I didn't think anyone would read this far back. Now I kinda feel bad about the huge amount of time since I added anything to this blog.
As it happens I do feel this way still, and I'm of the opinion that it was more stagnation for me. The trouble is that I don't have a ton of free time to play, so I can't reach beyond the group that I'm in and a few play by post games. The group is in the middle of a D&D campaign right now, and one of the players really dislikes the idea of using different game rules.
Fortunately the play by post games I'm in are Call of Cthulhu so I am getting a bit of a change of pace there. Moving into another setting has been fantastic! Not only does it let me explore new themes and environments, but its prompted new areas of interest. The Cthulhu concept has really resonated with me and I've been diving into the writings from H. P. Lovecraft that inspired the game. From those I've gotten a ton of new adventure and character ideas to use in future games.
It was a short trip from Lovecraft to the other stories that shared space with his work in the 1930's pulp magazines. There's a huge collection of fantastic stories that can easily inspire new ideas to use in games. They've also lead me to a huge curiosity in the Savage Worlds rules, that I'm very eager to try. Just reading through the diverse settings available for that game has really stirred up my imagination.
To wrap up this little monologue, I'm not dissatisfied with D&D or the fantasy genre. I just have a desire to explore new ideas and settings. Each new one I read doesn't just offer a new campaign or story, instead they all introduce new ideas and themes that can cross over to any campaign. I'm of the opinion that tabletop games shouldn't follow patterns or be formulaic, each adventure sure pit the players against decisions that force them to explore their characters. Exploring different settings brought me in contact with a ton of ideas for those sort of situations, and I think that's the inspiration I was really looking for.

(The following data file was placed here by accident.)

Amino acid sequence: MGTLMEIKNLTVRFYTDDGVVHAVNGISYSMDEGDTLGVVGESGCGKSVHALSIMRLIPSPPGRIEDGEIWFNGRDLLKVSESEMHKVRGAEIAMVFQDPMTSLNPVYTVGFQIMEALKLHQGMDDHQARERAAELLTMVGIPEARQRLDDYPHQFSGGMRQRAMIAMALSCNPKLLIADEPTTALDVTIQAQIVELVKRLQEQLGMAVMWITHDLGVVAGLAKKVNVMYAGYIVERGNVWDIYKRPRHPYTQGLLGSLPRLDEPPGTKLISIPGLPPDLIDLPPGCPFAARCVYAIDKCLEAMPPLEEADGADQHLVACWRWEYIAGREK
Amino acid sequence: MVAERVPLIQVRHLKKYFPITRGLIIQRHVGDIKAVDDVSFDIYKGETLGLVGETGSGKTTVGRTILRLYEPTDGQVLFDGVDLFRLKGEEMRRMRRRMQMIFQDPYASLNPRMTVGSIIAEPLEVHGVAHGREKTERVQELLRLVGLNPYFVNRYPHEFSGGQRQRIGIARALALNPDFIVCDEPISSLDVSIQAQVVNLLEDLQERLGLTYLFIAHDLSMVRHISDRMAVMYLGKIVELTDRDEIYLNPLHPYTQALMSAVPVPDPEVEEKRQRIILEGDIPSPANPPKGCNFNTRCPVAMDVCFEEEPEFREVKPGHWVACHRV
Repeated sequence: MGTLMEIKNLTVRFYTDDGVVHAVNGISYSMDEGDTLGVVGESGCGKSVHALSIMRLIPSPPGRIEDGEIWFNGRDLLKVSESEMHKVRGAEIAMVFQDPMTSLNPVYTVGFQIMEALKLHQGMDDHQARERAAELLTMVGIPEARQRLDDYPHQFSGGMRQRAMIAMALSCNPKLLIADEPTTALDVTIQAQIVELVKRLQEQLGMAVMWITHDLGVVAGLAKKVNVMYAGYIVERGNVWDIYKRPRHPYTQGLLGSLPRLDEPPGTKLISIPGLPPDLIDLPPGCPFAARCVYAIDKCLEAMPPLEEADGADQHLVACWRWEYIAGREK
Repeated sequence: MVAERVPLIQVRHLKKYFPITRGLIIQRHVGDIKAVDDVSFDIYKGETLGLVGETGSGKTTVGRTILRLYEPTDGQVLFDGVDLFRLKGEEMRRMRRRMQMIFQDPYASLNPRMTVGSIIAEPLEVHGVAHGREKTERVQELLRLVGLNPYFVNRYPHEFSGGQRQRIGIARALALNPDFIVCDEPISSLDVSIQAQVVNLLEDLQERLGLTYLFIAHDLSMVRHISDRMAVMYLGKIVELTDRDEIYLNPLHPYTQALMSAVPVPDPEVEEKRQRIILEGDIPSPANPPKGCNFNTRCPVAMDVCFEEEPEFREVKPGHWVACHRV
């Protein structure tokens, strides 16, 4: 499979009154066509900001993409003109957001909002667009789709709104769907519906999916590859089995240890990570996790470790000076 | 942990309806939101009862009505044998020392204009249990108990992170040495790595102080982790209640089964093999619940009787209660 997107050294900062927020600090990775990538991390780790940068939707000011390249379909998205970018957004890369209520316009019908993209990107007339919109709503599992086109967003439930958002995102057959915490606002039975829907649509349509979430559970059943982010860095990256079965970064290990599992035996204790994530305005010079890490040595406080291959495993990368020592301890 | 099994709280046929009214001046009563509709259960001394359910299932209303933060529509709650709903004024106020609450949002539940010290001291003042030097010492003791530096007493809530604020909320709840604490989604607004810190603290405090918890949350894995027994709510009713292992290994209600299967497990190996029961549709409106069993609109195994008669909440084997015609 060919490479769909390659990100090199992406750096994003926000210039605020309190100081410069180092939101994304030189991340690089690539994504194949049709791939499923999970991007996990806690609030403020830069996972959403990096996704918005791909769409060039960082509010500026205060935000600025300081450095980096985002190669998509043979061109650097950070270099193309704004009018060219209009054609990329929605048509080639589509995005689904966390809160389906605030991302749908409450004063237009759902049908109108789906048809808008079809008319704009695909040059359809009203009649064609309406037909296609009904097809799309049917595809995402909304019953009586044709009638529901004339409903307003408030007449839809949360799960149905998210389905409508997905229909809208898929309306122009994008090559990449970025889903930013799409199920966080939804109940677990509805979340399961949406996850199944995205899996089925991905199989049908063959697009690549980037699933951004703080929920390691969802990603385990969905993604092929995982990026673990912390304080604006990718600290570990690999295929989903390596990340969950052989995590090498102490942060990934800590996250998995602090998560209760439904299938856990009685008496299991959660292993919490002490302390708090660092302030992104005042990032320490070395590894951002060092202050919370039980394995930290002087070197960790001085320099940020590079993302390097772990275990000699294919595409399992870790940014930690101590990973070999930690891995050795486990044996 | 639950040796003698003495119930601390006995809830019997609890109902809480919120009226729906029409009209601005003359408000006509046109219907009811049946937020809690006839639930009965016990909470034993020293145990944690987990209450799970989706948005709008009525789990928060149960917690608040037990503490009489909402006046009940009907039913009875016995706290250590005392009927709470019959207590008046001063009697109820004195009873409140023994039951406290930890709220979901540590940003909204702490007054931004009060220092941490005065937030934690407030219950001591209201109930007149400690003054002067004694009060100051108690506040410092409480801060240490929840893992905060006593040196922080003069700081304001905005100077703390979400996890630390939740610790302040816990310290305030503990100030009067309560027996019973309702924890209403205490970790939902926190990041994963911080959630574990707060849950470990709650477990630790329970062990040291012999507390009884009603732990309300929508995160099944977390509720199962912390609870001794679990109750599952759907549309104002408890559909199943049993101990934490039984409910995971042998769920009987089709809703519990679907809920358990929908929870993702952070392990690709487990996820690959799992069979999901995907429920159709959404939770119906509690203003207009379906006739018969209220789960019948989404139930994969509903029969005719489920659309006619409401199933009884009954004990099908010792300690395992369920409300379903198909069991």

I know this is an older post and I am not even sure if you feel the same way anymore, but for gamers out there dealing with gamer malaise. Sometimes you just need to upset the cart and broaden your horizons. Try cool games like Little Fears, Alpha & Omega and Mouseguard that change up the genres. Or if you need something closer to home, the fantasy rpg, Shroud of the Ancients, is almost done and they are looking for backers to support the release - http://www.kickstarter.com/projects/...venture-d5-rpg .
Find friends (or stick with friends) that make it fun and take a break from the status quo. That's my two cents.
Conversions are certainly an option, and its what I'm looking at doing with the Iron Kingdoms basically. I haven't looked into those other settings that you mention, aside from Shadowrun (which I played a bit a long while ago), so I'm not sure what they have to offer. Perhaps I'll look them up later on and see how they compare to the other ones I've considered using.